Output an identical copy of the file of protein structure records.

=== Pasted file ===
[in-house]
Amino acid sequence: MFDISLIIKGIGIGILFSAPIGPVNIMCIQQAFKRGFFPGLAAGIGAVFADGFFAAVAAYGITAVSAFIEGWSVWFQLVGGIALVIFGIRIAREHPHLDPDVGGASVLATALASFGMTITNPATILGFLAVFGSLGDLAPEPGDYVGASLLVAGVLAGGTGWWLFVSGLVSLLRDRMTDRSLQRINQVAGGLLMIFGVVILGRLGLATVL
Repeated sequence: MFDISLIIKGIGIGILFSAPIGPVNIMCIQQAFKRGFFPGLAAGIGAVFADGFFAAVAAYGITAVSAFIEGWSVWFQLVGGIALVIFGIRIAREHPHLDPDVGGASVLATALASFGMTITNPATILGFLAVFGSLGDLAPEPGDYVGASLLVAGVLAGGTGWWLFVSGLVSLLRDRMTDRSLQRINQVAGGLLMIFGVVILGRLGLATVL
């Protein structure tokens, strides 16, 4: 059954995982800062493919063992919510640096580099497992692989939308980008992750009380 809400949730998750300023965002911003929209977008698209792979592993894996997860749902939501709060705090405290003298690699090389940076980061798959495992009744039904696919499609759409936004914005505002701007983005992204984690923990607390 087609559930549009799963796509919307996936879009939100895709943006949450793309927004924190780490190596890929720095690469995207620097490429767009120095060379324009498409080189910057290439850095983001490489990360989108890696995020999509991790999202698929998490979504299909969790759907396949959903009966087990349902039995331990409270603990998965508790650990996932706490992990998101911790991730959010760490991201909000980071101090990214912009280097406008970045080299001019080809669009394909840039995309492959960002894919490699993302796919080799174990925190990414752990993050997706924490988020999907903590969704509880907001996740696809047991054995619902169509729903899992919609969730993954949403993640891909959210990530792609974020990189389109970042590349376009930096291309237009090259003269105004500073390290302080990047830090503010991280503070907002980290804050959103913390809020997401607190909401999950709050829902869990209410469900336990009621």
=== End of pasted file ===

[in-house]
Amino acid sequence: MFDISLIIKGIGIGILFSAPIGPVNIMCIQQAFKRGFFPGLAAGIGAVFADGFFAAVAAYGITAVSAFIEGWSVWFQLVGGIALVIFGIRIAREHPHLDPDVGGASVLATALASFGMTITNPATILGFLAVFGSLGDLAPEPGDYVGASLLVAGVLAGGTGWWLFVSGLVSLLRDRMTDRSLQRINQVAGGLLMIFGVVILGRLGLATVL
Repeated sequence: MFDISLIIKGIGIGILFSAPIGPVNIMCIQQAFKRGFFPGLAAGIGAVFADGFFAAVAAYGITAVSAFIEGWSVWFQLVGGIALVIFGIRIAREHPHLDPDVGGASVLATALASFGMTITNPATILGFLAVFGSLGDLAPEPGDYVGASLLVAGVLAGGTGWWLFVSGLVSLLRDRMTDRSLQRINQVAGGLLMIFGVVILGRLGLATVL
């Protein structure tokens, strides 16, 4: 059954995982800062493919063992919510640096580099497992692989939308980008992750009380 809400949730998750300023965002911003929209977008698209792979592993894996997860749902939501709060705090405290003298690699090389940076980061798959495992009744039904696919499609759409936004914005505002701007983005992204984690923990607390 087609559930549009799963796509919307996936879009939100895709943006949450793309927004924190780490190596890929720095690469995207620097490429767009120095060379324009498409080189910057290439850095983001490489990360989108890696995020999509991790999202698929998490979504299909969790759907396949959903009966087990349902039995331990409270603990998965508790650990996932706490992990998101911790991730959010760490991201909000980071101090990214912009280097406008970045080299001019080809669009394909840039995309492959960002894919490699993302796919080799174990925190990414752990993050997706924490988020999907903590969704509880907001996740696809047991054995619902169509729903899992919609969730993954949403993640891909959210990530792609974020990189389109970042590349376009930096291309237009090259003269105004500073390290302080990047830090503010991280503070907002980290804050959103913390809020997401607190909401999950709050829902869990209410469900336990009621």